• ‘Are your parents divorced or married?’ This was approximately the 5th question I got asked by a 6. Klasse (aged 12-13), after being asked things like ‘how old are you?’. I was very shocked, for obvious reasons, but managed to laugh it out along with the teacher. I obviously answered honestly. But it did suggest the student was using the recent vocabulary learned, as I assume family-vocabulary will be a big topic at that age, which is definitely a good thing!
  • ‘What colour Nintendo 3DS do you have?!’ When the kids ask me about my hobbies, I mention video games (which always cues a ‘sigh’ from the girls and a ‘gasp’ from the boys). A general question after that is ‘PS3 oder Xbox?!’ to which I answer ‘Neither – Nintendo!’ (deprived German kids), and once a class got out of me that I have a Nintendo 3DS (and proud) to which the boys got all excited and started asking me what colour my 3DS is and what games I like playing. It got very hectic with question after question about video games being thrown at me.
  • ‘Do you like Justin Bieber?’ – Quickly answered with a ‘no’.
  • ‘Do you like One Direction?’ – I sometimes worry what the students think of me.
  • ‘Have you ever kissed a girl?’ This was asked by a kid in a 4. Klasse, who first had to ask the teacher how to say it in English, and it was followed by around 25 kids giggling. I laughed, and the teacher chuckled and mentioned something about me being 20 years old. The next question was asked immediately.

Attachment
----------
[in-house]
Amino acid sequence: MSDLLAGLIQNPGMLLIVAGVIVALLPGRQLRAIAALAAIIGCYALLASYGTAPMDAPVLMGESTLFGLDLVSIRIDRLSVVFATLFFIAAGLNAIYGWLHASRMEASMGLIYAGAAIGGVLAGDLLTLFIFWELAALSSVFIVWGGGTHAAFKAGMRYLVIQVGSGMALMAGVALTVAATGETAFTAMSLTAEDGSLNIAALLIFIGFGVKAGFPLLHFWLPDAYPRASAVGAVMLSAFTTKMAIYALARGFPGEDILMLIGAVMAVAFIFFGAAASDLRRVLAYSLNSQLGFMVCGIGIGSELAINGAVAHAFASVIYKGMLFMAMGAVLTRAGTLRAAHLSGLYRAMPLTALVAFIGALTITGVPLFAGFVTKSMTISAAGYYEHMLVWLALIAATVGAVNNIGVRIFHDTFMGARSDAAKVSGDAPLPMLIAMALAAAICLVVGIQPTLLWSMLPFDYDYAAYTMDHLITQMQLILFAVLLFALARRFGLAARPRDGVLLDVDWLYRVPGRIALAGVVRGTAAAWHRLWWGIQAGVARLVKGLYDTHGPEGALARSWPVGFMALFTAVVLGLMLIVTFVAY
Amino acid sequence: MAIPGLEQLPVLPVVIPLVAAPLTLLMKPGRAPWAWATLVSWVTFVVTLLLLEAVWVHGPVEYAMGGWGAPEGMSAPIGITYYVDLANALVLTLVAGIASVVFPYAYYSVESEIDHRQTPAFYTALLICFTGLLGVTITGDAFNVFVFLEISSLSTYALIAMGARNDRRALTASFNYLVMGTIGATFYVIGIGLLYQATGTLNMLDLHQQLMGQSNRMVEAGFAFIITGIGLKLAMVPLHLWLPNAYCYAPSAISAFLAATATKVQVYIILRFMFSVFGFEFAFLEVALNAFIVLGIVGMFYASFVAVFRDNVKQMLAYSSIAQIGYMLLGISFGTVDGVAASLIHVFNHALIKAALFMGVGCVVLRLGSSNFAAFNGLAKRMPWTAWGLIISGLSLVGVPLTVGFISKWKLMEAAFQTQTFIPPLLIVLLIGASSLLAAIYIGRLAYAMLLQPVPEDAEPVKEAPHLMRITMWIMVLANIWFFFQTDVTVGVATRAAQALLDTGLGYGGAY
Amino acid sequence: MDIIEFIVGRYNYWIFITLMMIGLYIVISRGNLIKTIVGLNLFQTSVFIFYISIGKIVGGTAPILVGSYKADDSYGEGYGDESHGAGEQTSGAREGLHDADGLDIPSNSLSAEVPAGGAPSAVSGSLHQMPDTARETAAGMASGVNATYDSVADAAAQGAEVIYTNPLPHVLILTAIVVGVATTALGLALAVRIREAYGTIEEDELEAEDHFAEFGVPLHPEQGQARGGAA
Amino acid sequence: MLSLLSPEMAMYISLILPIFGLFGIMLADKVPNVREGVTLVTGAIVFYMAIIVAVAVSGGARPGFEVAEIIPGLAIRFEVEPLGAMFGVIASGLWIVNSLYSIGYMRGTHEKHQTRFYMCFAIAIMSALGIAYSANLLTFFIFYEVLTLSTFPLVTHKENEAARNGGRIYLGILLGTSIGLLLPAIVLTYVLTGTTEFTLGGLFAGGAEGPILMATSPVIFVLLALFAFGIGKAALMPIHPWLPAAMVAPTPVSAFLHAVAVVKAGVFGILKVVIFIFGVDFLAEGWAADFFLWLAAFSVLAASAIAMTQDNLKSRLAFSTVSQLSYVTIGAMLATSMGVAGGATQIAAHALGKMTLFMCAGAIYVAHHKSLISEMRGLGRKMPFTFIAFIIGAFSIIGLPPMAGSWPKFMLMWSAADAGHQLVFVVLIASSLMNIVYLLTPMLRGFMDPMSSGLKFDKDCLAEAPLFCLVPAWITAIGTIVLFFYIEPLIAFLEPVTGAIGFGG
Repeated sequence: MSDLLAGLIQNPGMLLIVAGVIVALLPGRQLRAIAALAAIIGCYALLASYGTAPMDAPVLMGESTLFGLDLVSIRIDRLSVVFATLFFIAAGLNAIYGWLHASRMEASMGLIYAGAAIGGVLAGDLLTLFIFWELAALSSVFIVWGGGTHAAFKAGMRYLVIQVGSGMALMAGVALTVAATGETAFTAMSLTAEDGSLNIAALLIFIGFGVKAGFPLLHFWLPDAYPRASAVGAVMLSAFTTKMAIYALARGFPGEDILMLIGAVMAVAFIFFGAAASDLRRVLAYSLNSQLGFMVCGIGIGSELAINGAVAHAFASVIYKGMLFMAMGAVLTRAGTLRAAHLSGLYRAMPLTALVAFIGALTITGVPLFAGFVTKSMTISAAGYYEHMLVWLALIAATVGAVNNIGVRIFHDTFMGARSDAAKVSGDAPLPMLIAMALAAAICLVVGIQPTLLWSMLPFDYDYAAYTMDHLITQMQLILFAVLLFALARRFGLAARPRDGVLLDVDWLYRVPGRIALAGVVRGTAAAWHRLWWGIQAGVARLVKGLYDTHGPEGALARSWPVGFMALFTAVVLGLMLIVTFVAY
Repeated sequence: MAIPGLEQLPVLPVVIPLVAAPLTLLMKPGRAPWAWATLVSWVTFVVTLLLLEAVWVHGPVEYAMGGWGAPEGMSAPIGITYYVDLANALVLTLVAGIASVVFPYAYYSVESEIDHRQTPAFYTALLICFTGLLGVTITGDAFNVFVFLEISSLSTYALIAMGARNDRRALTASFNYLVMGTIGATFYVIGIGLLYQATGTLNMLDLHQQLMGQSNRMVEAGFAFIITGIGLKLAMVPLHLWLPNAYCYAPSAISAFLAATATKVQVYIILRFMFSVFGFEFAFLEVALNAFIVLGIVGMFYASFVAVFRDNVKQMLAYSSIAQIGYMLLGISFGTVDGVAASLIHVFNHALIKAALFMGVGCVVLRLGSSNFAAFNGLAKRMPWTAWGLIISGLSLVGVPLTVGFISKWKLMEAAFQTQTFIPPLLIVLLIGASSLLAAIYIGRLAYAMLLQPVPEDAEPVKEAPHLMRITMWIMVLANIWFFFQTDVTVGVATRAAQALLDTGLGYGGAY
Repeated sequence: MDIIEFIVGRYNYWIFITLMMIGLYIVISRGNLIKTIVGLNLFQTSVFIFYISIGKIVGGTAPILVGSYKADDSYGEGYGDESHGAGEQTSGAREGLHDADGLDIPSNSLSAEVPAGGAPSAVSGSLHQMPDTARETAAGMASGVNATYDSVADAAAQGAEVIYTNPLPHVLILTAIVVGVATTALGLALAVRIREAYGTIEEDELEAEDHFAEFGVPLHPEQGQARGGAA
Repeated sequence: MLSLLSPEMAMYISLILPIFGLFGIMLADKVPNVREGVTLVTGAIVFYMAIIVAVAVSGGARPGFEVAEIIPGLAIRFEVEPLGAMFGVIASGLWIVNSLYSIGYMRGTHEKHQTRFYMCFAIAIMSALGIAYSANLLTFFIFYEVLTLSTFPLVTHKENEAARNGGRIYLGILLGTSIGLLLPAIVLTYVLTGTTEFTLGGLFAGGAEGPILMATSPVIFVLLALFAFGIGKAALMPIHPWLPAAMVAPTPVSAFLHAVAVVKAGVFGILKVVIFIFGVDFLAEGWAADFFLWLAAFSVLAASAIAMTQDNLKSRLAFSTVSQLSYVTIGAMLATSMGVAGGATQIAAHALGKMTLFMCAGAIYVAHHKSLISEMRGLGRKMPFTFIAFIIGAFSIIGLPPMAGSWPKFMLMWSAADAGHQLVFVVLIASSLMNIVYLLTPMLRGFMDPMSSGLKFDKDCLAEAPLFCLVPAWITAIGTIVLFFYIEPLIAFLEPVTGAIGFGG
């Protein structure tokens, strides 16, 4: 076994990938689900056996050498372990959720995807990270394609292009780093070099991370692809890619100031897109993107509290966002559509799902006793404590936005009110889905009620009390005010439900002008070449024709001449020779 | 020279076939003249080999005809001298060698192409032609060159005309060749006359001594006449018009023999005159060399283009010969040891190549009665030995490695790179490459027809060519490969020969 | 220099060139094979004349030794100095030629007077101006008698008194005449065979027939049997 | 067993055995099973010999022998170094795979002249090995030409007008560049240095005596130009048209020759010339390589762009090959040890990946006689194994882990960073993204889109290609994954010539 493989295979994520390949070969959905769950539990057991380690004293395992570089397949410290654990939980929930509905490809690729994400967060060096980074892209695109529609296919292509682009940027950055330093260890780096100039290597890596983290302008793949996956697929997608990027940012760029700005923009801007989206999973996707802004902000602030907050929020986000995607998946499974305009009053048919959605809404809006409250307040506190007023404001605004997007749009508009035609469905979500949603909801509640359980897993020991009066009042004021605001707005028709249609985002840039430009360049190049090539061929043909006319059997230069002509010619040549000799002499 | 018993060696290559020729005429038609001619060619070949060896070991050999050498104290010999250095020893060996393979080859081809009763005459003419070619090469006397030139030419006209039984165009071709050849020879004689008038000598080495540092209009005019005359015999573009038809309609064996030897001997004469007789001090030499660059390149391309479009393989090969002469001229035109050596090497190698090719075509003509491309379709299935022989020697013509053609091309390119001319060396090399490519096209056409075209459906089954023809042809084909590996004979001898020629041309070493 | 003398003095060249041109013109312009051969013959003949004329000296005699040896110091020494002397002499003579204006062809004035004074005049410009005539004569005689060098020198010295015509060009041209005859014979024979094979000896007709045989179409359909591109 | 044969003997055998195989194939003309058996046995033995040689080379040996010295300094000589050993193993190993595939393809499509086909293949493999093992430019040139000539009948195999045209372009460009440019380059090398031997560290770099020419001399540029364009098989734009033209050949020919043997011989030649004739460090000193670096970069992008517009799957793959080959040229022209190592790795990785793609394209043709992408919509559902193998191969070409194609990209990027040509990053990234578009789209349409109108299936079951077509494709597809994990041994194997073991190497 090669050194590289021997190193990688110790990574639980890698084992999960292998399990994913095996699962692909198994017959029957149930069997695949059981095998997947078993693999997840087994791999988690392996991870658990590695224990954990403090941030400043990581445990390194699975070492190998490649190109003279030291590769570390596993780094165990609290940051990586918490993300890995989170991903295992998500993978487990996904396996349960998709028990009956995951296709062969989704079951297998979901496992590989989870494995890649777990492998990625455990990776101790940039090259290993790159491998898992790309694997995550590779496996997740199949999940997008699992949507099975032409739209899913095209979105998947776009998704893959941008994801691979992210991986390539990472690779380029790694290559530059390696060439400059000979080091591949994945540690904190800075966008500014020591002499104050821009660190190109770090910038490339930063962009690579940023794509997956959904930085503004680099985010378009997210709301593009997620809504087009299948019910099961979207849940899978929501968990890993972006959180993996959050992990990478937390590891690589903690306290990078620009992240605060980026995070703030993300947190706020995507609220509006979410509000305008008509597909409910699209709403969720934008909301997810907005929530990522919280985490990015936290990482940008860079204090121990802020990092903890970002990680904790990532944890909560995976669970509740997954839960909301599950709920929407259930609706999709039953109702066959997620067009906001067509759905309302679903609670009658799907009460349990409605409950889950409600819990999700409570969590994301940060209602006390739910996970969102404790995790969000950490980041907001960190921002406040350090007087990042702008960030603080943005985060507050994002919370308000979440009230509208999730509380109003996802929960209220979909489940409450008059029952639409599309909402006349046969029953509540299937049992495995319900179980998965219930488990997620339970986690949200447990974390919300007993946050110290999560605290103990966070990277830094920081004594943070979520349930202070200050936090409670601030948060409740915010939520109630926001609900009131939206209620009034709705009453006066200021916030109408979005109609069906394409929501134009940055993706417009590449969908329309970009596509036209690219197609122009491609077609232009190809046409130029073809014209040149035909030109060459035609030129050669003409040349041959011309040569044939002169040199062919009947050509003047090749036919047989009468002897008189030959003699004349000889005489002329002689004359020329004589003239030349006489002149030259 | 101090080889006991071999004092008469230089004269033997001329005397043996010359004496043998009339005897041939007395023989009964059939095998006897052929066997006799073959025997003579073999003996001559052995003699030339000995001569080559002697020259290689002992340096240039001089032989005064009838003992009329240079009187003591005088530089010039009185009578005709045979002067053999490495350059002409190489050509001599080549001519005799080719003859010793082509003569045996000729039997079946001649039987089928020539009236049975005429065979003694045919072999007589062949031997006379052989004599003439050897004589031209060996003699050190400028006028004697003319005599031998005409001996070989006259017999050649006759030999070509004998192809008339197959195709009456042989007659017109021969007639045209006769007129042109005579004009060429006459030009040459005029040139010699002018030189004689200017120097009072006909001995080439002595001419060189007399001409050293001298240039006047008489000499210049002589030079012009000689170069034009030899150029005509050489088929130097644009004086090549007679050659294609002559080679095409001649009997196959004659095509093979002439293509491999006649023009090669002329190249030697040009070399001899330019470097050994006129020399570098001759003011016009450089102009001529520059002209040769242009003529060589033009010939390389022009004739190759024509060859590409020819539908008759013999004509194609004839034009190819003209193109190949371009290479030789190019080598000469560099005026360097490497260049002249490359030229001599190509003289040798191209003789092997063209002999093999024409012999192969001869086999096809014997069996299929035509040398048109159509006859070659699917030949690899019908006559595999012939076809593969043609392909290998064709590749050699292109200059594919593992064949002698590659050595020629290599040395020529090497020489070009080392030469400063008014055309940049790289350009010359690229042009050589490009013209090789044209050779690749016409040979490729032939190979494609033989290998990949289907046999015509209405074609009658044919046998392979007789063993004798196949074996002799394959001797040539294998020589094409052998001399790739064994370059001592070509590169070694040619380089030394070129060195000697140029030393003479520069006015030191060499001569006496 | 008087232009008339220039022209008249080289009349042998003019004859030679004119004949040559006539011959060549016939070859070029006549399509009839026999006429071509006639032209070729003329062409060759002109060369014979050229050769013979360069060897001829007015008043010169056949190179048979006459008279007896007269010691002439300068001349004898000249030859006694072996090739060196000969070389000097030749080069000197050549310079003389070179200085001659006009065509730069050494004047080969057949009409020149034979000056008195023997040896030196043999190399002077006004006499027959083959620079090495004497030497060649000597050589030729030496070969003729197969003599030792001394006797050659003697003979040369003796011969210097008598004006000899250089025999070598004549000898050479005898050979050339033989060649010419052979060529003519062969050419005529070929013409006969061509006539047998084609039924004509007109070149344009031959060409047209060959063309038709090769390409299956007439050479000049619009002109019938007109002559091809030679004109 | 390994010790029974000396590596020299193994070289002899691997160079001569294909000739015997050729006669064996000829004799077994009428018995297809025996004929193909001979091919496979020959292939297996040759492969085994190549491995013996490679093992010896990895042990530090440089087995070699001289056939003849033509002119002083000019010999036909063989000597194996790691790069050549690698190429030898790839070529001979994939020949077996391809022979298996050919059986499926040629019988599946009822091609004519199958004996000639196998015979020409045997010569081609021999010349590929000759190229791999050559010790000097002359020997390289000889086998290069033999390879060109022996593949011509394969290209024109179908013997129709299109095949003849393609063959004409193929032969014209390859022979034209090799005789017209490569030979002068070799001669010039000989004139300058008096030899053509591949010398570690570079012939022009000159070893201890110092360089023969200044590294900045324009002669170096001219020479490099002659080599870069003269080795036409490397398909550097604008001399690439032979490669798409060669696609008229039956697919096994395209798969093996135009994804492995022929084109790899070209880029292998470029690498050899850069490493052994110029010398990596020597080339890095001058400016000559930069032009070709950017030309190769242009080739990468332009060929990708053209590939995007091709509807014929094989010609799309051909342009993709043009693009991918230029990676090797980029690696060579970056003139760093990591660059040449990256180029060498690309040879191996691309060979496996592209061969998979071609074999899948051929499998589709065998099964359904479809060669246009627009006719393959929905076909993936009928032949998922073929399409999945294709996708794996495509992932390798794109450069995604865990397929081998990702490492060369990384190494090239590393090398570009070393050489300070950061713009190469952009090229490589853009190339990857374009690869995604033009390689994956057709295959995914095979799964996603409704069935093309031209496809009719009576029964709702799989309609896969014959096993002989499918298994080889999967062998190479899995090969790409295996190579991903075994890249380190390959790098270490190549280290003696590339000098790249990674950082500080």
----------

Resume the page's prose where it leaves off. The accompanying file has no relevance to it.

• ‘Why does your German sound funny?’ – The teacher saved me quickly by saying that I do come from England so my German isn’t necessarily going to sound like I come from Hanover. She then mentioned that the student, who asked me the question, doesn’t speak English with a perfect English accent, to which the student was quite shocked by (which I did find quite funny with it being a 4. Klasse, aged 9-10).
  • ‘What have you done here?!’ This was more of a grammar fail (and do please note I’m not picking on the student, it was just funny at the time because of how the student said it!) Basically, the teacher had said to the student ‘Frag ihn, was er hier macht!’ (‘Ask him what he’s doing here!’) and the student panicked and blurted out ‘What have you done here?!’ in an interrogating voice. At least they tried! Bless!
  • ‘Have you Facebook?’ A typical grammar error of sticking the verb at the front of the sentence to make a question. And yes, I do have Facebook, but no, you’re not adding me on Facebook. Weirdly, to this day, I’ve still had not one friend request from a student at my school, though I know of other assistants who’ve had about 12! I’m thinking it might be because my surname isn’t very well known due to all teachers being addressed with their first name.

So those are just a few of the weird and wonderful questions I’ve been asked at school, so to those of you who are hoping to be assistants next year: be ready for interesting questions, but also be ready for no questions at all. It depends entirely on the class!

It’s all an exciting process though, and despite those awkward quiet moments and those awkward questions you could be asked, I wouldn’t change anything I’ve experienced so far at all!